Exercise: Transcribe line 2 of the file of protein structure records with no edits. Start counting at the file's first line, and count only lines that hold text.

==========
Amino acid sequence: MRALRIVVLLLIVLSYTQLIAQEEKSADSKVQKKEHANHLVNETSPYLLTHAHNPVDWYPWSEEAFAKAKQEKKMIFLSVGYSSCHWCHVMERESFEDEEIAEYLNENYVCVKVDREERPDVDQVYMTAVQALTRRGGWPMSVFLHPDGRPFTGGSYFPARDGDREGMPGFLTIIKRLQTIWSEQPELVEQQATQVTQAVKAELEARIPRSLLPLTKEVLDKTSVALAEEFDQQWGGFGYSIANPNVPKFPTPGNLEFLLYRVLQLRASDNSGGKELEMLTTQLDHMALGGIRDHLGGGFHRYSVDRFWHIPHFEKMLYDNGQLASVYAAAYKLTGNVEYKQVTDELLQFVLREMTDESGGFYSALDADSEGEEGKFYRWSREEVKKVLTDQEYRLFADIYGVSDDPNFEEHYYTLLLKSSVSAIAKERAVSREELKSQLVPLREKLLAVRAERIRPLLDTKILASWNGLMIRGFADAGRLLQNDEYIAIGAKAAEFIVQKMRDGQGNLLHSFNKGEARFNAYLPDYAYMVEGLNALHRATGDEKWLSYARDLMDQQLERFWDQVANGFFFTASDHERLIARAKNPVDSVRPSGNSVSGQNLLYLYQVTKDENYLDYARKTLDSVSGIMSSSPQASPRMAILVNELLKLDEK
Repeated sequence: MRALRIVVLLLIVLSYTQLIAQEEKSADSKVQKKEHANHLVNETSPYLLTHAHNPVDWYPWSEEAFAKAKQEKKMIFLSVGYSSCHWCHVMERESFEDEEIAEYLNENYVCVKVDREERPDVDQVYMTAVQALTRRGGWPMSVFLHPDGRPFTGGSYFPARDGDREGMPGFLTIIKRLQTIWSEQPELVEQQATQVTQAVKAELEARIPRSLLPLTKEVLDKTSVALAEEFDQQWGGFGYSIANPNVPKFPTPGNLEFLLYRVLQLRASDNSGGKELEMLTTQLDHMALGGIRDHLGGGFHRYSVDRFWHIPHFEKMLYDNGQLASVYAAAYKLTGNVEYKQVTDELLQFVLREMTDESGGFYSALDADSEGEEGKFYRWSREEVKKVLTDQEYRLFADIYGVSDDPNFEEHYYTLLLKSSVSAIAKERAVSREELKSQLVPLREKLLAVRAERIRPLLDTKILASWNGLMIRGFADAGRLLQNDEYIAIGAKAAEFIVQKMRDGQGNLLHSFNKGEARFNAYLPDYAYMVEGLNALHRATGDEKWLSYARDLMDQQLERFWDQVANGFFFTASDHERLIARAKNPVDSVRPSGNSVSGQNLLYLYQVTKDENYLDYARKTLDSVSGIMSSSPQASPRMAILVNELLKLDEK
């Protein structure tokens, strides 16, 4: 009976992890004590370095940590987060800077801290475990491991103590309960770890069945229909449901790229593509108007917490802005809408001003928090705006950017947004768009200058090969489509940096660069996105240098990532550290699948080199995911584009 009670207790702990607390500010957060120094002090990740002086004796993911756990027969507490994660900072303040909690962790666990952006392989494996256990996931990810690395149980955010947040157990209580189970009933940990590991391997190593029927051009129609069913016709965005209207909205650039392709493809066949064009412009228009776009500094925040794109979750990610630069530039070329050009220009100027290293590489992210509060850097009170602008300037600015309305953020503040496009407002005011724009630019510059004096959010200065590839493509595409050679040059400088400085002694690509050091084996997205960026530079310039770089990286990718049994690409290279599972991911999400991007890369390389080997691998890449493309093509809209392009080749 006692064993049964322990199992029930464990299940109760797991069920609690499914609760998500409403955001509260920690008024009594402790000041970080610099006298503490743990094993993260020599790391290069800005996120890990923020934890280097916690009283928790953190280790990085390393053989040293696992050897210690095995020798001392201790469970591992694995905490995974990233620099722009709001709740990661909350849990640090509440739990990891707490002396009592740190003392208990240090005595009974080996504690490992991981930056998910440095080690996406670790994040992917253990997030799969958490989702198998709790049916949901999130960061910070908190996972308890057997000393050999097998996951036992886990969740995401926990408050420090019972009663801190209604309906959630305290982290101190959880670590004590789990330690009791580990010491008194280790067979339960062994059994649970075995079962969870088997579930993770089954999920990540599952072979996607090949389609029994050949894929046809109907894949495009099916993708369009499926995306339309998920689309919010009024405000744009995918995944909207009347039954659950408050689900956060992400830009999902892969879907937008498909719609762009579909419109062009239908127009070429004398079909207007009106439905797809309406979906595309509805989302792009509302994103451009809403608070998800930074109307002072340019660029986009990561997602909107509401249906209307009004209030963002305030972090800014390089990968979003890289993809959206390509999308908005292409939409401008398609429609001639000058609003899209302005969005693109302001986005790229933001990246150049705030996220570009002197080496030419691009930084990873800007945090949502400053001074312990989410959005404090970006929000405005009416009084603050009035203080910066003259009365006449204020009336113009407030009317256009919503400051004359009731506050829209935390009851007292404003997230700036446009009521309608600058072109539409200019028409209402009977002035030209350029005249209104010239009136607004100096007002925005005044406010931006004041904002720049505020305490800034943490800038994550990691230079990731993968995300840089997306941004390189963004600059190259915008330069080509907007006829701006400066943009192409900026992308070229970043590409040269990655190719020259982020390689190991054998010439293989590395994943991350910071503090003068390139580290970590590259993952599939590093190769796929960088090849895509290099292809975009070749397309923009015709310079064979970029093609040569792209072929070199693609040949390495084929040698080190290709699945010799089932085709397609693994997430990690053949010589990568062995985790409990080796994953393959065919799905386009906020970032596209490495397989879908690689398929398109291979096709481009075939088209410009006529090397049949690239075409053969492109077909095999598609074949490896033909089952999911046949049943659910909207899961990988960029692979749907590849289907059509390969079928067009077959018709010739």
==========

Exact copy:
Repeated sequence: MRALRIVVLLLIVLSYTQLIAQEEKSADSKVQKKEHANHLVNETSPYLLTHAHNPVDWYPWSEEAFAKAKQEKKMIFLSVGYSSCHWCHVMERESFEDEEIAEYLNENYVCVKVDREERPDVDQVYMTAVQALTRRGGWPMSVFLHPDGRPFTGGSYFPARDGDREGMPGFLTIIKRLQTIWSEQPELVEQQATQVTQAVKAELEARIPRSLLPLTKEVLDKTSVALAEEFDQQWGGFGYSIANPNVPKFPTPGNLEFLLYRVLQLRASDNSGGKELEMLTTQLDHMALGGIRDHLGGGFHRYSVDRFWHIPHFEKMLYDNGQLASVYAAAYKLTGNVEYKQVTDELLQFVLREMTDESGGFYSALDADSEGEEGKFYRWSREEVKKVLTDQEYRLFADIYGVSDDPNFEEHYYTLLLKSSVSAIAKERAVSREELKSQLVPLREKLLAVRAERIRPLLDTKILASWNGLMIRGFADAGRLLQNDEYIAIGAKAAEFIVQKMRDGQGNLLHSFNKGEARFNAYLPDYAYMVEGLNALHRATGDEKWLSYARDLMDQQLERFWDQVANGFFFTASDHERLIARAKNPVDSVRPSGNSVSGQNLLYLYQVTKDENYLDYARKTLDSVSGIMSSSPQASPRMAILVNELLKLDEK